Cayman Fund

The Mutual Funds Law regulates all mutual funds established in or operating from the Cayman Islands. A mutual fund is defined in the Cayman MFL as a company, unit trust or partnership that issues equity interests, the purpose or effect of which is the pooling of investor funds with the aim of spreading investment risks and enabling investors in the mutual fund to receive profits or gains from the acquisition, holding, management or disposal of investments.

Under the Cayman MFL, an equity interest is defined as a share, trust unit or partnership interest that carries an entitlement to participate in the profits or gains of the company, unit trust or partnership and that is redeemable or repurchasable at the option of the investor (but does not include debt).

The Cayman MFL does not therefore cover (a) funds with only one investor (because there is no “pooling of investor funds”), or (b) closed-ended funds (because the investors do not have the right to redeem or require repurchase of their interests).

With one exception, the Cayman MFL requires all open-ended mutual funds to be regulated. The exception is a mutual fund in which the equity interests are held by not more than fifteen investors, the majority of whom are capable of appointing or removing the operator of the fund. The operator for these purposes means the directors in the case of a corporate mutual fund, the general partner of a partnership or the trustee of a trust. It does not include a manager operating under a contractual arrangement with the mutual fund. This exception is often used in a master-feeder structure to avoid having to register the master fund.

Types of mutual funds under Cayman Law

Mutual funds which are required to be regulated under the Cayman MFL must either:

  • apply for and hold a licence under the Cayman MFL (suitable for retail funds);
  • have a licensed Mutual Fund Administrator provide its principal office in the Cayman Islands; or
  • register as a mutual fund under section 4(3) of the Cayman MFL on the basis that (i) the fund’s minimum equity interest purchasable by a prospective investor is US$50,000 (or its equivalent in another currency), or (ii) the fund’s equity interests are listed on an approved stock exchange or over-the-counter market.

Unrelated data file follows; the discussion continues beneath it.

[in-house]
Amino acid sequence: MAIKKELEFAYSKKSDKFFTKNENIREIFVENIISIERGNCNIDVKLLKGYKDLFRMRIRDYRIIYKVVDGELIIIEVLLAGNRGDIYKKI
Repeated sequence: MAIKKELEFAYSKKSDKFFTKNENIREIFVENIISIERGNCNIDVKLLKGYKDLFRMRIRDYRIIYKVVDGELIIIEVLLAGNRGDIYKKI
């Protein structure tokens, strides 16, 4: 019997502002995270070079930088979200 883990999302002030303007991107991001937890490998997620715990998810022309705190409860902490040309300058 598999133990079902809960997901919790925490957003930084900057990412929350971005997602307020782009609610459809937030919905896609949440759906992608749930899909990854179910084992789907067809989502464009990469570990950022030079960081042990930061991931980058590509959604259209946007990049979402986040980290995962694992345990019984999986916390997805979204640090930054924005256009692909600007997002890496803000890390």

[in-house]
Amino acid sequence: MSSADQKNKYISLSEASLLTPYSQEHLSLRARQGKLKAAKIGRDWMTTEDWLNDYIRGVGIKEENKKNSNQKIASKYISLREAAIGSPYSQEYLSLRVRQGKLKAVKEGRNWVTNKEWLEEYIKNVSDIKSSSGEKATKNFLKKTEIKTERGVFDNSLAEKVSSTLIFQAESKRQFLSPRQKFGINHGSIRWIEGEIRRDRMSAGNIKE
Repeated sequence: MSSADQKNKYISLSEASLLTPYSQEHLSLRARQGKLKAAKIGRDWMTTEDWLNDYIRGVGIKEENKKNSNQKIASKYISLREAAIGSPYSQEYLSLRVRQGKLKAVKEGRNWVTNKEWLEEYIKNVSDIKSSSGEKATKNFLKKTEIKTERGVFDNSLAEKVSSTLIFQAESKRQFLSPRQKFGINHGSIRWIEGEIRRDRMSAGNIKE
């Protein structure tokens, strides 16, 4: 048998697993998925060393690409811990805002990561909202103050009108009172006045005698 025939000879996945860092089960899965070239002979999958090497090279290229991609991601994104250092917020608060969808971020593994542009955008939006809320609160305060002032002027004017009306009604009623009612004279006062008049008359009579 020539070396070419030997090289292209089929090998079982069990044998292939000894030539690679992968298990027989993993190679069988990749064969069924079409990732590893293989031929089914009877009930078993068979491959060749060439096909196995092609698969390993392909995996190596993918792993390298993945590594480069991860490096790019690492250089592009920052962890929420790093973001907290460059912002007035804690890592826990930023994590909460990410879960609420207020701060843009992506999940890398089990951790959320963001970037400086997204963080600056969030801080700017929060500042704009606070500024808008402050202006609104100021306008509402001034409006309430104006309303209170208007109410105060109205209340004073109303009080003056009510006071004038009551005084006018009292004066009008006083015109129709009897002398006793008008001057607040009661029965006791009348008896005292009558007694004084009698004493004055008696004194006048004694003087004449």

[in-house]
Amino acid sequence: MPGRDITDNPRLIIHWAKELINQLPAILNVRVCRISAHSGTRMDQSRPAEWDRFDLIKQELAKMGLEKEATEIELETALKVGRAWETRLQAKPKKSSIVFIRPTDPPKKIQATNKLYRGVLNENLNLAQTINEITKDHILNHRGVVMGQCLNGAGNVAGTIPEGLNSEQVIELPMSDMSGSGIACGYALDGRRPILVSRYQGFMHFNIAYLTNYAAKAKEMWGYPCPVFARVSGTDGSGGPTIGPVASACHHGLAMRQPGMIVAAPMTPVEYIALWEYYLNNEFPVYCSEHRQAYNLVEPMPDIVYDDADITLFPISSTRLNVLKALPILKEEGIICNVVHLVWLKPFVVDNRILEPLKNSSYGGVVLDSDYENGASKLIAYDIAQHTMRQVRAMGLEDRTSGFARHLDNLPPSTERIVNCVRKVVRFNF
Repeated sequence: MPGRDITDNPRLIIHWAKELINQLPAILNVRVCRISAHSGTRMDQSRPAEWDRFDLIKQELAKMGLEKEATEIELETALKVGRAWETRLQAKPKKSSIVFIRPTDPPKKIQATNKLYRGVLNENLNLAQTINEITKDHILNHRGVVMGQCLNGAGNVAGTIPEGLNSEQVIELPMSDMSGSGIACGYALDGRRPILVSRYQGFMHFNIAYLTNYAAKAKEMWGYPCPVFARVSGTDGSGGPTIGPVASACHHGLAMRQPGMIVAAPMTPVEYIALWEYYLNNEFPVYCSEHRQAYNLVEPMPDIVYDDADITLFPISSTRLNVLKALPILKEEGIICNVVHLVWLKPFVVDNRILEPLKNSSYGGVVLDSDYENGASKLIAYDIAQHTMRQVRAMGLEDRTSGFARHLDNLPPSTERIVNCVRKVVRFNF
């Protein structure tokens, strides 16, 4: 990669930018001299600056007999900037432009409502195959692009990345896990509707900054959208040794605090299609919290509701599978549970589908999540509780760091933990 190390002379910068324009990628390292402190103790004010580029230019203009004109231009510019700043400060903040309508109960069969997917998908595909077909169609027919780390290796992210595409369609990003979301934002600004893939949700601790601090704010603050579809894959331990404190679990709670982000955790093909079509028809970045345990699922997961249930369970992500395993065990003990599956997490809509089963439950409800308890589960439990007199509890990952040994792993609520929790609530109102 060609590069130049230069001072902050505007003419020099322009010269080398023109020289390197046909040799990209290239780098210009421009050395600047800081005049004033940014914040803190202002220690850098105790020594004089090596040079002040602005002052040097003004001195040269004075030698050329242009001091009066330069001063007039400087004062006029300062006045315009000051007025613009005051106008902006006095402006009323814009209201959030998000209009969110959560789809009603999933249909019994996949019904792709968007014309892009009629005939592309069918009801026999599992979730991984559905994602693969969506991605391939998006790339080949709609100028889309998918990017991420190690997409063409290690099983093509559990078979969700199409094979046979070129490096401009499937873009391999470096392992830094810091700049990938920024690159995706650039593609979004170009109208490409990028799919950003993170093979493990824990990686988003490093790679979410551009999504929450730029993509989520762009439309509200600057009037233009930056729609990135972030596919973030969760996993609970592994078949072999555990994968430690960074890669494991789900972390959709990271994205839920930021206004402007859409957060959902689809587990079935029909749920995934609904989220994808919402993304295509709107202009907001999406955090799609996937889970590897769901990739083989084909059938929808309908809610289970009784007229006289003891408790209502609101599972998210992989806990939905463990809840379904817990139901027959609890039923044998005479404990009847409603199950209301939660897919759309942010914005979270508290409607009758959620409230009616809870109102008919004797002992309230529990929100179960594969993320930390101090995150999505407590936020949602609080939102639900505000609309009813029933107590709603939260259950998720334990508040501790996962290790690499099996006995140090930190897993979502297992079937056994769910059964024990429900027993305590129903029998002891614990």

Regulation under the third category is designed for mutual funds with sophisticated investors, who are assumed to be better able to afford professional advice in the management of their affairs. As it is the simplest and by far the most commonly used approach, this article will only describe the procedure involved under this third option.

The mutual fund industry has experienced phenomenal growth since it was regulated and the reasons the Cayman Islands is viewed as a jurisdiction of choice include:

  • market access;
  • the availability of professional services; ;
  • the flexibility afforded by the range of structures used to operate mutual funds;
  • positive investor perception;
  • local infrastructure;
  • availability of listing on the Cayman Islands Stock Exchange;
  • geographic location and time zone; and
  • Caymans legal, regulatory and tax environment

Specific advantages of the Cayman Islands as a jurisdiction for mutual funds are that: • Professional service providers including accountants, attorneys, administrators and directors are available, giving fund promoters the assurance that they can acquire high quality service regardless of the complexity of their products.

  • Cayman has a high level of technological sophistication with first-class international telephone, telex, facsimile, cable and Internet links via satellite. This allows the quick processing of transactions, and provides account information for a wide range of products and currencies efficiently and at a cost-effective rate.